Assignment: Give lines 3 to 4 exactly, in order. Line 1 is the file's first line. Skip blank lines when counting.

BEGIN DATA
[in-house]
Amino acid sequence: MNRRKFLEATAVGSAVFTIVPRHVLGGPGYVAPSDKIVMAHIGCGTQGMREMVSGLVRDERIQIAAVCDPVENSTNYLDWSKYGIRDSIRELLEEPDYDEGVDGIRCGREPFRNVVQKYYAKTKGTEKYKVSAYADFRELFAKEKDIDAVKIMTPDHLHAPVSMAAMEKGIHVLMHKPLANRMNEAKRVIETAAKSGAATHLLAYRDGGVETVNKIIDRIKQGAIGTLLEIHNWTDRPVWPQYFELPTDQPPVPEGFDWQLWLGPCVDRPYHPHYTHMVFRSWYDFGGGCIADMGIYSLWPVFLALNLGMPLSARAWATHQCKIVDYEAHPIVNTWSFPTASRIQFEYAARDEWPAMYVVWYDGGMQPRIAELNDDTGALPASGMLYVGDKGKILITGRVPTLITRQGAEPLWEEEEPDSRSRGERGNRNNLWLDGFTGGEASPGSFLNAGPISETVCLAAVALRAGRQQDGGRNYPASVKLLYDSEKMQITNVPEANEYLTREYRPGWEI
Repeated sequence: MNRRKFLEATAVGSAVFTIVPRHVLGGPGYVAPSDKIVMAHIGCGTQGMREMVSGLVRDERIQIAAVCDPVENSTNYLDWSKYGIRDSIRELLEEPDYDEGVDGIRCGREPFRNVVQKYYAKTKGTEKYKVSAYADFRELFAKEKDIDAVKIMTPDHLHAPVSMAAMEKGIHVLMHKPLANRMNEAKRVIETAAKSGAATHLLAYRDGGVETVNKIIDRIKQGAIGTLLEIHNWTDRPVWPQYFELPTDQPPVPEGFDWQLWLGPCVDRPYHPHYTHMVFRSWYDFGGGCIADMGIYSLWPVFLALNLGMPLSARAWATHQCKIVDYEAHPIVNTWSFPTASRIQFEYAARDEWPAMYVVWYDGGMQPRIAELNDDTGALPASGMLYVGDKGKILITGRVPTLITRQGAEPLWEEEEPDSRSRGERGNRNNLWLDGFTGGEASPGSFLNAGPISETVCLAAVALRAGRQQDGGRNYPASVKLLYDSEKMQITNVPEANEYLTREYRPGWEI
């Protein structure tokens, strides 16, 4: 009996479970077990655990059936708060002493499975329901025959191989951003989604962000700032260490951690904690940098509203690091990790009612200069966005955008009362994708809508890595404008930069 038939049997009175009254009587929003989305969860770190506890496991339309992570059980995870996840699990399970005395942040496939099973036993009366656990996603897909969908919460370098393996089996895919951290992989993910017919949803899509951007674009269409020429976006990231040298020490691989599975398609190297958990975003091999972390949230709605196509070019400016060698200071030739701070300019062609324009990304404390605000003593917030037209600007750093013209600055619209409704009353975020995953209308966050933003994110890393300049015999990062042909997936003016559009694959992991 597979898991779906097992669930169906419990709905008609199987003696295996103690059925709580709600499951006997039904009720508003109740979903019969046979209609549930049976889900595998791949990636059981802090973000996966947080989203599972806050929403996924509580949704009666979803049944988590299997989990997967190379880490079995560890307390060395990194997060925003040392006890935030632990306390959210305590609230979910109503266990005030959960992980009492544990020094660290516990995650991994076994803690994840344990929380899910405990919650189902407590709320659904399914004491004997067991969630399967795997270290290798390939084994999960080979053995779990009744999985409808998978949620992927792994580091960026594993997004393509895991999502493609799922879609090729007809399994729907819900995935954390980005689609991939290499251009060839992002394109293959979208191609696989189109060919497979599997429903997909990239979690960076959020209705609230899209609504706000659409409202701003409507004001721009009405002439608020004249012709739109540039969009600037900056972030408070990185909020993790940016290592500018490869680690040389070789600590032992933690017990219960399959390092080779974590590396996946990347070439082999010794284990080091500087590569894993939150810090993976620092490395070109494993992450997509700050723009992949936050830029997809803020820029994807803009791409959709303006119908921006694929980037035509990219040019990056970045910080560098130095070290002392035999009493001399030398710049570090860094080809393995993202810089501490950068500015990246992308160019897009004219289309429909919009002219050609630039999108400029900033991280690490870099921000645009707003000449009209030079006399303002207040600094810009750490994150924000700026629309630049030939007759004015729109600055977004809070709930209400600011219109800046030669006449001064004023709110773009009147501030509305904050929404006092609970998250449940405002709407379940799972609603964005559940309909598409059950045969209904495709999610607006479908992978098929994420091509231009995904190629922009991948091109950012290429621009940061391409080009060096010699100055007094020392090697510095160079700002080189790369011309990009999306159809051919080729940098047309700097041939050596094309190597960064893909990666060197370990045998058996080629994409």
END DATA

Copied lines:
Repeated sequence: MNRRKFLEATAVGSAVFTIVPRHVLGGPGYVAPSDKIVMAHIGCGTQGMREMVSGLVRDERIQIAAVCDPVENSTNYLDWSKYGIRDSIRELLEEPDYDEGVDGIRCGREPFRNVVQKYYAKTKGTEKYKVSAYADFRELFAKEKDIDAVKIMTPDHLHAPVSMAAMEKGIHVLMHKPLANRMNEAKRVIETAAKSGAATHLLAYRDGGVETVNKIIDRIKQGAIGTLLEIHNWTDRPVWPQYFELPTDQPPVPEGFDWQLWLGPCVDRPYHPHYTHMVFRSWYDFGGGCIADMGIYSLWPVFLALNLGMPLSARAWATHQCKIVDYEAHPIVNTWSFPTASRIQFEYAARDEWPAMYVVWYDGGMQPRIAELNDDTGALPASGMLYVGDKGKILITGRVPTLITRQGAEPLWEEEEPDSRSRGERGNRNNLWLDGFTGGEASPGSFLNAGPISETVCLAAVALRAGRQQDGGRNYPASVKLLYDSEKMQITNVPEANEYLTREYRPGWEI
């Protein structure tokens, strides 16, 4: 009996479970077990655990059936708060002493499975329901025959191989951003989604962000700032260490951690904690940098509203690091990790009612200069966005955008009362994708809508890595404008930069 038939049997009175009254009587929003989305969860770190506890496991339309992570059980995870996840699990399970005395942040496939099973036993009366656990996603897909969908919460370098393996089996895919951290992989993910017919949803899509951007674009269409020429976006990231040298020490691989599975398609190297958990975003091999972390949230709605196509070019400016060698200071030739701070300019062609324009990304404390605000003593917030037209600007750093013209600055619209409704009353975020995953209308966050933003994110890393300049015999990062042909997936003016559009694959992991 597979898991779906097992669930169906419990709905008609199987003696295996103690059925709580709600499951006997039904009720508003109740979903019969046979209609549930049976889900595998791949990636059981802090973000996966947080989203599972806050929403996924509580949704009666979803049944988590299997989990997967190379880490079995560890307390060395990194997060925003040392006890935030632990306390959210305590609230979910109503266990005030959960992980009492544990020094660290516990995650991994076994803690994840344990929380899910405990919650189902407590709320659904399914004491004997067991969630399967795997270290290798390939084994999960080979053995779990009744999985409808998978949620992927792994580091960026594993997004393509895991999502493609799922879609090729007809399994729907819900995935954390980005689609991939290499251009060839992002394109293959979208191609696989189109060919497979599997429903997909990239979690960076959020209705609230899209609504706000659409409202701003409507004001721009009405002439608020004249012709739109540039969009600037900056972030408070990185909020993790940016290592500018490869680690040389070789600590032992933690017990219960399959390092080779974590590396996946990347070439082999010794284990080091500087590569894993939150810090993976620092490395070109494993992450997509700050723009992949936050830029997809803020820029994807803009791409959709303006119908921006694929980037035509990219040019990056970045910080560098130095070290002392035999009493001399030398710049570090860094080809393995993202810089501490950068500015990246992308160019897009004219289309429909919009002219050609630039999108400029900033991280690490870099921000645009707003000449009209030079006399303002207040600094810009750490994150924000700026629309630049030939007759004015729109600055977004809070709930209400600011219109800046030669006449001064004023709110773009009147501030509305904050929404006092609970998250449940405002709407379940799972609603964005559940309909598409059950045969209904495709999610607006479908992978098929994420091509231009995904190629922009991948091109950012290429621009940061391409080009060096010699100055007094020392090697510095160079700002080189790369011309990009999306159809051919080729940098047309700097041939050596094309190597960064893909990666060197370990045998058996080629994409």